Hispanics present substantial growth opportunities for many industries post-pandemic as their lives have changed and new habits are forming, according to research from Conill.
Hispanics are not only very aware of ads now but are also highly receptive to them. More than half of U.S. Hispanics (55%) actively pay attention to online ads and offers saying there are more ads and sales right now.
Hispanics are slightly more likely than the general population to shop online every day (30% vs. 26%), with 14% shopping multiple times per day.
Further, 80% are likely to try new products during the pandemic, versus 70% of the general population. One in four Hispanics will not switch back to their old brands.
Compared to the total population, Hispanics have spent about two more hours per week watching videos, streaming audio, and social networking on their phones. Seven in 10 Hispanics (70%) have increased their amount of time spent watching movies or shows using a streaming service, notably above the 55% reported by non-Hispanics. Hispanics have also spent an average of 30 hours on their phones per week.
They also have turned to their Xboxes. One in three (31%) have increased their time spent playing video games online or on a gaming device since the outbreak began.
Social media stands out in terms of Hispanics being 57% more likely than the general population to use it as a primary source of information. Only 20% state cable TV as a “”trustworthy” source. Six in ten think radio is a good outlet for information during COVID-19, with four in ten Hispanics saying their favorite radio host made them feel “less concerned” and “less alone” during the pandemic.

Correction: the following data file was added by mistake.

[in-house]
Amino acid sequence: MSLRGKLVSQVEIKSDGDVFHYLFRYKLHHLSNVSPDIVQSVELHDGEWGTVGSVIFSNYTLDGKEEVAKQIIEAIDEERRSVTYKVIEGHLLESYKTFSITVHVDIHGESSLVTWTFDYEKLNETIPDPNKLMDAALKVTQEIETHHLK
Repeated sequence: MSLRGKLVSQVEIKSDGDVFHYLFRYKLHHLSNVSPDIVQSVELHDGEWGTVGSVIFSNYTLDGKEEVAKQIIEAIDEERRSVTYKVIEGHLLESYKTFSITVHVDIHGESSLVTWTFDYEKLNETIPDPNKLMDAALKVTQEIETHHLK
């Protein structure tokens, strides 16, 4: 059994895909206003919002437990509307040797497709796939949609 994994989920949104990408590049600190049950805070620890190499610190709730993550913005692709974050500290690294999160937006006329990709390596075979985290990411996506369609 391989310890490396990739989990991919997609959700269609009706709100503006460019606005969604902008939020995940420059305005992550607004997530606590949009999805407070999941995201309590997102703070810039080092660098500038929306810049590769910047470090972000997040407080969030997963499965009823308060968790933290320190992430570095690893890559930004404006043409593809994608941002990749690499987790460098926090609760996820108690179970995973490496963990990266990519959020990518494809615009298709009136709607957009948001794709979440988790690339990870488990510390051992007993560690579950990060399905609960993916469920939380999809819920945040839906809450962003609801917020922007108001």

However, Hispanics’ conversations on social media reveal a high level of negative sentiment towards the vaccine compared to the general population. Hispanic women are less open to the vaccine, with about one in three saying they will not get it versus just one in five Hispanic men.
In addition, Mexican-Americans — who make up the majority of the Hispanic population — are among those most likely to reject the vaccine.
The report offers several takeaways for marketers seeking to attract Hispanics.
Brands that aim to connect with Hispanics must truly comprehend the cultural context of their fears, emotions, and behaviors. Without this understanding, brands will fall short in authentically connecting with Hispanic consumers.
Also, humor goes a long way, but not all brands have permission to use it. The only brands that can join in on the joke are those which have done the work to understand the when, where, and how humor should be leveraged in the Hispanic market.
And with vaccine opinions varying widely by Hispanic national origin, this serves as an example in which a niche approach is more effective than casting a wide, national net.
“We have learned a great deal about
Latinos by the way they have dealt with the Pandemic,” says Laura Semple, svp strategic planning director, Conill. “With a great deal of optimism and the ability to bounce back quickly,
Latinos have shown how to slap adversity in the face and come out triumphant. Spending and desire to try new products have increased. The filter they are using is their ability to enjoy every one of
their experiences to the fullest.”
Access the report here.